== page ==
So many blogs are shutting down. I just heard The Toast is shuttering on July 1. Bookslut has published their last issue. And it seems like I have a hundred blogs all added on my feedly account that haven’t done anything in months, years. It seems like every “blogging is back” article is matched with a dozen soft closings, the authors moving on to whatever the next scheme is.
We’re five and a half months in, and I’ve only posted a dozen times here. I did the back-of-envelope math, and based on number of published posts (1175) divided by number of years (19) divided by 52 times weeks in 2016, I should have like double that. But average in the dead weeks and months of the past, and whatever whatever (shut up about the math Larry, this isn’t a deposition) I should be posting much more.
The reason for all the high-profile shutterings is those are businesses, with a business model and ads and serious attempts at engagement and community and all of the bullshit I do not care about. I was blogging before there was blogging, and in the early/mid 00s when blogging was Serious Business and every single-focus blog was getting book deals, I was still posting about what I ate or read or wanted to write. And most of those blogs died when the ad revenue died, and all of these “veterans” who started in 2010 are now falling away, and I’m still here. Except I haven’t been here. What’s my reason?
I hate blogging now because when I sit down at the wp-admin console and look at the blank screen, I always feel a need to write an “article,” like a full-on Esquire piece. I feel like writing a hundred words about the Lebanese meatballs I had for lunch is somehow “off-brand” or not becoming enough to be a blog post. But when I go back through posts from 2004 or 1996, I realize that’s all I did, and I enjoy going back to see them. I have this feeling that when it’s 2025 and I go back and look at 2016’s entries, I’ll wonder what the hell happened to me.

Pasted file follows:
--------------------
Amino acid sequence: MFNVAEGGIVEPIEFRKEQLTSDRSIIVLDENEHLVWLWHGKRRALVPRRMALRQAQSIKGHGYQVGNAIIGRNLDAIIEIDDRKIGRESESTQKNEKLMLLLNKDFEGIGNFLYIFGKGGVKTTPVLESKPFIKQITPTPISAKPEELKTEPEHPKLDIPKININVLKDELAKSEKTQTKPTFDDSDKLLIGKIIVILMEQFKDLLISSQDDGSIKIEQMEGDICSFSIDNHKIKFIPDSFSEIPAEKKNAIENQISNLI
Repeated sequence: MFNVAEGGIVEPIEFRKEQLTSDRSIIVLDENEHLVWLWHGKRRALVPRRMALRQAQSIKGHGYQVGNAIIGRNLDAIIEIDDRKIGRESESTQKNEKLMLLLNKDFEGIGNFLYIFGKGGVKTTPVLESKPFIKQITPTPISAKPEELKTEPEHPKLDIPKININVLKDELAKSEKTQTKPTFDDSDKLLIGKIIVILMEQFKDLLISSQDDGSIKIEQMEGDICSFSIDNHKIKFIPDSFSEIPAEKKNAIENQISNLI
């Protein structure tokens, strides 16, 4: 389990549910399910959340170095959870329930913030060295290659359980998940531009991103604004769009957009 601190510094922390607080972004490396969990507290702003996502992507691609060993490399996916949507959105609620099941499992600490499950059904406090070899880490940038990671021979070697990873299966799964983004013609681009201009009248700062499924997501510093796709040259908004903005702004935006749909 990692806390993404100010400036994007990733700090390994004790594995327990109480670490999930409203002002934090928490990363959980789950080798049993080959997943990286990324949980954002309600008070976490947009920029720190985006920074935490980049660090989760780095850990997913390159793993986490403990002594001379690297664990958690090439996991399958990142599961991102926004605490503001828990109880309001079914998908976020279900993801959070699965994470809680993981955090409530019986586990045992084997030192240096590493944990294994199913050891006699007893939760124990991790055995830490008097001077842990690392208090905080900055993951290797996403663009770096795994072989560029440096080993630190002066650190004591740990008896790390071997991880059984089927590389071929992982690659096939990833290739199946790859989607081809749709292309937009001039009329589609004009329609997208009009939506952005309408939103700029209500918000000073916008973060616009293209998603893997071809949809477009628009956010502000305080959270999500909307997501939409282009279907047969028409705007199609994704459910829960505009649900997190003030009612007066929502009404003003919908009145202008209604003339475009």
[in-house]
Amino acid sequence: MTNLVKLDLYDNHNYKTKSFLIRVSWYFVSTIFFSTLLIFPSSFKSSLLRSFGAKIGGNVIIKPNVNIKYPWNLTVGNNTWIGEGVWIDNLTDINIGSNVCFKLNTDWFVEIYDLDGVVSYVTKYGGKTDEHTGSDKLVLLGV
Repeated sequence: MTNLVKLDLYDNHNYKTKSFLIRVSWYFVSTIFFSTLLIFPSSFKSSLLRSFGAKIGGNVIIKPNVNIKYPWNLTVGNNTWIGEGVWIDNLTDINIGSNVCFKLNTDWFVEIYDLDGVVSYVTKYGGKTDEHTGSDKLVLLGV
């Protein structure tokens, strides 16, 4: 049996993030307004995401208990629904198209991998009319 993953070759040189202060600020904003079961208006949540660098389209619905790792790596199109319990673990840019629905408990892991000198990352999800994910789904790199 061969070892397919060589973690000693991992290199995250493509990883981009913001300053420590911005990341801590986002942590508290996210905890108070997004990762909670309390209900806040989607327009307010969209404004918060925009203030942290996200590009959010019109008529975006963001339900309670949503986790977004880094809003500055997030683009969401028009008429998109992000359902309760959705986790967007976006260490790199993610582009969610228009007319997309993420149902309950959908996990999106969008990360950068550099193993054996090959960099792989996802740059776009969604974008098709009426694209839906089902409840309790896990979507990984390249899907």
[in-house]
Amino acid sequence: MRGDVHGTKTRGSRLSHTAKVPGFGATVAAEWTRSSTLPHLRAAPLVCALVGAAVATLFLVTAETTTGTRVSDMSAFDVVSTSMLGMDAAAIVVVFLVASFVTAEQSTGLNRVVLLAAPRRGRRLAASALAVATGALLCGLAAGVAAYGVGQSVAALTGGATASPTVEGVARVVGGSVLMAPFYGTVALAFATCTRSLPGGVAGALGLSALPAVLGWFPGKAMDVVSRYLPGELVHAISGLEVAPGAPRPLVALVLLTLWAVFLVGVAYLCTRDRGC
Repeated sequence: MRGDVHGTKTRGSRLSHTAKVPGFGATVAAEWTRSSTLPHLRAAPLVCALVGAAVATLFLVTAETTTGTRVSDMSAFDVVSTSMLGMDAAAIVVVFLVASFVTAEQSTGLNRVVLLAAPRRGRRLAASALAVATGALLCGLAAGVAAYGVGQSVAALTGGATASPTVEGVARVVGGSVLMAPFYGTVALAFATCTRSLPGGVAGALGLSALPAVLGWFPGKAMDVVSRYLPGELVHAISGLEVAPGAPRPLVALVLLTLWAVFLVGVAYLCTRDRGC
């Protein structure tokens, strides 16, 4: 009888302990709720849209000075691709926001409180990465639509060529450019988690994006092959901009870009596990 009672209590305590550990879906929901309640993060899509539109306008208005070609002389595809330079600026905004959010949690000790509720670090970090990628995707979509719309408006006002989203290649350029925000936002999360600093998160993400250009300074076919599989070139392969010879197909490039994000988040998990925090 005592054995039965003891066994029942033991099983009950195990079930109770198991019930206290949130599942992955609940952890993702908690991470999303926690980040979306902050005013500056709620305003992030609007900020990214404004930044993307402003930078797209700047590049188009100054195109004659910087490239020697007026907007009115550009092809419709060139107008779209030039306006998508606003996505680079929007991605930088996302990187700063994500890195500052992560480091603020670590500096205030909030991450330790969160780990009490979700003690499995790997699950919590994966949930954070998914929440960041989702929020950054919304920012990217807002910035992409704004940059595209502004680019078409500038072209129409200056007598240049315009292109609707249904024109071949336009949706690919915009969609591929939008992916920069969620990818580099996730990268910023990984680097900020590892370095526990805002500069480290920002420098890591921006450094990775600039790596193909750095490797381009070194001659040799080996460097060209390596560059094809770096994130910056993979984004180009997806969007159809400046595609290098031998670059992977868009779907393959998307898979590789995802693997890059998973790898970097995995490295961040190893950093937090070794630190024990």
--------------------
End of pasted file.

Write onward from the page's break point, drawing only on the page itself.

Is it because of WordPress? I wonder if it is the tool. It’s not the best writing experience anymore; I really dislike the little text editor window on the web page. I bought a copy of Desk and it was interesting, but kept fucking up formatting and could not sync correctly. But aside from authoring tools themselves, there was something different in how doing this by hand in emacs framed things. Like I never had to enter titles before, and I loved that. Just that little difference made spontaneous blogging easier.
I’ve thought about either opening some microblog or switching tools here. That launches me into a spiral of indecision. I don’t like the idea of moving to Tumblr and getting sucked into the politics of the teenagers there; I don’t feel like going to Medium and competing with the New Yorker-wannabe writers there. I want to own my content, and not have to deal with an insane migration path when whatever hosted service gets acquired and then shut down.
I should just get in the habit of coming here, posting something short, and not giving a fuck about the blogosphere or the business of the web, because ultimately, I don’t. But I guess at some level I do, and that’s the rub.